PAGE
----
Beauty Uniforms aka Dinner Ladies on counter

After my Love Letter to Beauty Departments earlier this month, I’ve spent quite a lot of time in department stores. 

Beauty Halls are an ever-changing machine, space is at a premium and brands spend a fortune on installations and keeping things fresh. Selfridges changes its counters more frequently than M&S rearrange their food department.

So here’s my question: why don’t they do something for their poor members of staff stuck in outdated, polyester, 80s uniforms that rather than scream ‘Hi Lovely Customer! Respect me, trust me. I’m a professional!’, pathetically weep ‘Lord Have Mercy I hate this uniform please don’t look at me.’.

Years ago I worked for a well-known brand for about 6 weeks. This particular brand has the theme of red running through their marketing/uniform. In my time with the company I wore my uniform maybe three times. It was always ‘at the cleaners’. Bad Caroline. I couldn’t do it. I would turn up for work in a fitted head-to-toe black suit with red lips and nails and a sleek ponytail every day, and told the staff they could do the same. Bad Manager Caroline. The department manager and store loved it. Our sales went up. Staff were noticeably happier in their work. And more comfortable. In our uniforms we looked like tomatoes. Sweaty, polyester-armpit tomatoes. No.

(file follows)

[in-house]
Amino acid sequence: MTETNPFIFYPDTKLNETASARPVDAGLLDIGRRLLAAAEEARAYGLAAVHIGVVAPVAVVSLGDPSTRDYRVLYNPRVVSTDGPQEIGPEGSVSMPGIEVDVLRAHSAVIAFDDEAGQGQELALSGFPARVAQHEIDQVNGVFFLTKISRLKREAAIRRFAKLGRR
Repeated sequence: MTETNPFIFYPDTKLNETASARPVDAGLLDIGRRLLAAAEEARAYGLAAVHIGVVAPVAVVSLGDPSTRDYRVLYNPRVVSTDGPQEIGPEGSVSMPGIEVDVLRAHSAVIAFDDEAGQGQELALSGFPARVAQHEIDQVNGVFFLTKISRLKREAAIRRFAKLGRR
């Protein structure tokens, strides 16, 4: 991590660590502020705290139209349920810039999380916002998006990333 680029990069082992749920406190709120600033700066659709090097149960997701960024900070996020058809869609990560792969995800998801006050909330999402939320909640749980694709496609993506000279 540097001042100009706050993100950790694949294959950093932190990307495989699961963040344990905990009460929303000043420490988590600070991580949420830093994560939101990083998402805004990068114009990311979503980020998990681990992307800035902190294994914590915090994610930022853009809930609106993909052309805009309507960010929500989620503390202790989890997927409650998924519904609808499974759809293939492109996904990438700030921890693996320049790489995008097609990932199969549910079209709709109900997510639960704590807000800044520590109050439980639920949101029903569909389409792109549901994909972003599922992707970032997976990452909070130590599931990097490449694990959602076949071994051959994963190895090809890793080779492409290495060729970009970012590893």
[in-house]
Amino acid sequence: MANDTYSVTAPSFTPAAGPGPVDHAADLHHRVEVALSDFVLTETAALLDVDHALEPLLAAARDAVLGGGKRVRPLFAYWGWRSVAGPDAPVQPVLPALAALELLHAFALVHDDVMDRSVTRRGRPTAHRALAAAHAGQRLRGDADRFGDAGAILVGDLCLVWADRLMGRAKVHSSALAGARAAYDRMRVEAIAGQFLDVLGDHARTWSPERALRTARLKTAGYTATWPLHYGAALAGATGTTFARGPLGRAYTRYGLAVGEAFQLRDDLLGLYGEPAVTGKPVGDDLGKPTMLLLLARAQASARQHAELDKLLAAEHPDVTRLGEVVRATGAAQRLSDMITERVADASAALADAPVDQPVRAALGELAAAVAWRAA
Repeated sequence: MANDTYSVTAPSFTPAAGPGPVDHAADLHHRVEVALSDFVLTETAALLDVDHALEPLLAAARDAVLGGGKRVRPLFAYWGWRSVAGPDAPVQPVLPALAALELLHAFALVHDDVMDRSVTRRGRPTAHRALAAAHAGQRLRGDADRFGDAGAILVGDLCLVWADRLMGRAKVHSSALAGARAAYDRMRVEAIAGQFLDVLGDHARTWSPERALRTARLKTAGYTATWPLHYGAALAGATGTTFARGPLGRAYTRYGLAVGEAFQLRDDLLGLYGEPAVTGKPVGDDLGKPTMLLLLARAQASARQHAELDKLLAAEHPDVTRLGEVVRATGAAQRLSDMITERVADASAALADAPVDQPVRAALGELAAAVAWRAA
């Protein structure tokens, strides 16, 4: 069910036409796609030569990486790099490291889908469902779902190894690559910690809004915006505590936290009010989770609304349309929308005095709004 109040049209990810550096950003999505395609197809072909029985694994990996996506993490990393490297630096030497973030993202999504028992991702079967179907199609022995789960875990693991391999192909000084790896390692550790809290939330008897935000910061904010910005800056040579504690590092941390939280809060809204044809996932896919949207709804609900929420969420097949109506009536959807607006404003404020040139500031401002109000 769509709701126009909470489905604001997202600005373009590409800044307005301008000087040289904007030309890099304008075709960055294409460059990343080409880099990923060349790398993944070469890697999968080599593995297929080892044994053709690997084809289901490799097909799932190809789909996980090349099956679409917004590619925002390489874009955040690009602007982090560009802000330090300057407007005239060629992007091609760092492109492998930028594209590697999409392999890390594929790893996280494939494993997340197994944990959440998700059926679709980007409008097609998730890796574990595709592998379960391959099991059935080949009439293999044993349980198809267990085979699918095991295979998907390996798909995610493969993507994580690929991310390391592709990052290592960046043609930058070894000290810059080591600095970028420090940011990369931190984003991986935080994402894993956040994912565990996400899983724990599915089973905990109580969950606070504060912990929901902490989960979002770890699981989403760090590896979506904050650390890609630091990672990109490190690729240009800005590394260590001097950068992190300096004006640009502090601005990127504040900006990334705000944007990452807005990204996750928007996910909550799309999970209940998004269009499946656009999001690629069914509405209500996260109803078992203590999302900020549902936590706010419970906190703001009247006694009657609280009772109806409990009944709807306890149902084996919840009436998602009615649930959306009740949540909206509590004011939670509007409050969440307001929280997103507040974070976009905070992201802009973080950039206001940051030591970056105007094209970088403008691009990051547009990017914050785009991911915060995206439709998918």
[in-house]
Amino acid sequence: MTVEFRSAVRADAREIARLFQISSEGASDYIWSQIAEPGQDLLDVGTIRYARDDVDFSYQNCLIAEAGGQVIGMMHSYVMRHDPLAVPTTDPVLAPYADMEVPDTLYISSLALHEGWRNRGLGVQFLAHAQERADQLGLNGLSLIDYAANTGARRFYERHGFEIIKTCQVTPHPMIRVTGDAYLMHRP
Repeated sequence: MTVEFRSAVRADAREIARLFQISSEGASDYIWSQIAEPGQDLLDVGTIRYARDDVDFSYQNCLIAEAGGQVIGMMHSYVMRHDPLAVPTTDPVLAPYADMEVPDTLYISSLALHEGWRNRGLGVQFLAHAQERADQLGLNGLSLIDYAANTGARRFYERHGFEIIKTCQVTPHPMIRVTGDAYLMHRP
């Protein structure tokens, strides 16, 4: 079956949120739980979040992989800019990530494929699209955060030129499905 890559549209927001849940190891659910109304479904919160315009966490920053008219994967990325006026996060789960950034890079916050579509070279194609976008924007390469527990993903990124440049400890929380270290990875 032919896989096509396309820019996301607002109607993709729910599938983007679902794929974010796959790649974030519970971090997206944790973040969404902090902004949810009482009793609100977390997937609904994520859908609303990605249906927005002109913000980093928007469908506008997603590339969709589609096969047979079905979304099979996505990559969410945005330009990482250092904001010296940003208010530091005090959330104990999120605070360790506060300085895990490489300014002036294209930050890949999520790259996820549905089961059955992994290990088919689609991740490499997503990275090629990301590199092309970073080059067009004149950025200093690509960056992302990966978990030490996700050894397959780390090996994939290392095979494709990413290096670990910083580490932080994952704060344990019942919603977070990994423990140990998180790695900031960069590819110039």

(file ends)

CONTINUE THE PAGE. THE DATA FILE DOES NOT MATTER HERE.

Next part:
Tabards. Oh tabards. The less said about them the better. Burn them. Leave them with the dinner ladies, at least they protect their clothes from kids throwing food. No danger of that with moisturisers. Customers can be awkward but they generally refrain from throwing a product at you. 

Therapists. When did it become au fait to stick us in these things:

Look at this lovely lady. Stuck in a wraparound-tabard-from-hell and polyester elastic-waisted trousers. Sweaty, uncomfortable, hot, ugly. 

Which brings me to……

When I was in Harvey Nichols last week, the new department was shiny and brand spanking new. Brands had used real innovation with LED lights, massive installations with video content, iPads, everything modern. And in the middle of it was Clinique. 

Please, for the love of reality, ditch the white lab coats. Unless of course you’ve started employing lab technicians or doctors without telling us.

Although I suppose it could be worse. You could be an air stewardess in the 70s.

*this post was inspired by two separate conversations with buying directors from the biggest department stores in London. It’s not just me being a grumpy ex-counter girl. 😉

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